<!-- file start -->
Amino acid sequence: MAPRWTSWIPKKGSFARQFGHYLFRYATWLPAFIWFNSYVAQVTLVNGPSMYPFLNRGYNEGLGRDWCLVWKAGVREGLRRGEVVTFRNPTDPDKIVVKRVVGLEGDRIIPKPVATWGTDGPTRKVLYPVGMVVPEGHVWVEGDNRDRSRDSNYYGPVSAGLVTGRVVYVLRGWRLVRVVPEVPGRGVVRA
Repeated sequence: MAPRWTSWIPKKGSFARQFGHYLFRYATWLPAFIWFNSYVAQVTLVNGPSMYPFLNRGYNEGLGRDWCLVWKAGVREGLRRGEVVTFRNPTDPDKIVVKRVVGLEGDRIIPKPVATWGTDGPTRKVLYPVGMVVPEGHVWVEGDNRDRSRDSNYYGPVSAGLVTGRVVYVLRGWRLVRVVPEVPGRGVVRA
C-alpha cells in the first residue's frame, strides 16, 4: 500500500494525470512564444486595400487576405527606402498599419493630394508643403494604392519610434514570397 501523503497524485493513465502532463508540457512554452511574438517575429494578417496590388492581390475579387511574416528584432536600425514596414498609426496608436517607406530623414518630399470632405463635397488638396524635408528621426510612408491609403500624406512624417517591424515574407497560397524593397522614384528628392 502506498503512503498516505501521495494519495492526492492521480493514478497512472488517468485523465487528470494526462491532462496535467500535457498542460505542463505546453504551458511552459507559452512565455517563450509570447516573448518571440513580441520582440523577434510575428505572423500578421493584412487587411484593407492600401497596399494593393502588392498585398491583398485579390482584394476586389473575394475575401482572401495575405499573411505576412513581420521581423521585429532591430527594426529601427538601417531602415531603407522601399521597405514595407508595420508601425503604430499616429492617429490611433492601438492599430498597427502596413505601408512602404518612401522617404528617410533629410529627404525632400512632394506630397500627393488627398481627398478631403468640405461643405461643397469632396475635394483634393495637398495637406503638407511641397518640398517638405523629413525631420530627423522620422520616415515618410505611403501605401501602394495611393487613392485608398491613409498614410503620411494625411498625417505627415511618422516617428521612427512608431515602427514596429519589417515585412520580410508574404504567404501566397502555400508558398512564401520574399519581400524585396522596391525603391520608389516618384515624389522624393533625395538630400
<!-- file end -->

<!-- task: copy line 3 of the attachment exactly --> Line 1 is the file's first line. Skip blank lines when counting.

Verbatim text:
C-alpha cells in the first residue's frame, strides 16, 4: 500500500494525470512564444486595400487576405527606402498599419493630394508643403494604392519610434514570397 501523503497524485493513465502532463508540457512554452511574438517575429494578417496590388492581390475579387511574416528584432536600425514596414498609426496608436517607406530623414518630399470632405463635397488638396524635408528621426510612408491609403500624406512624417517591424515574407497560397524593397522614384528628392 502506498503512503498516505501521495494519495492526492492521480493514478497512472488517468485523465487528470494526462491532462496535467500535457498542460505542463505546453504551458511552459507559452512565455517563450509570447516573448518571440513580441520582440523577434510575428505572423500578421493584412487587411484593407492600401497596399494593393502588392498585398491583398485579390482584394476586389473575394475575401482572401495575405499573411505576412513581420521581423521585429532591430527594426529601427538601417531602415531603407522601399521597405514595407508595420508601425503604430499616429492617429490611433492601438492599430498597427502596413505601408512602404518612401522617404528617410533629410529627404525632400512632394506630397500627393488627398481627398478631403468640405461643405461643397469632396475635394483634393495637398495637406503638407511641397518640398517638405523629413525631420530627423522620422520616415515618410505611403501605401501602394495611393487613392485608398491613409498614410503620411494625411498625417505627415511618422516617428521612427512608431515602427514596429519589417515585412520580410508574404504567404501566397502555400508558398512564401520574399519581400524585396522596391525603391520608389516618384515624389522624393533625395538630400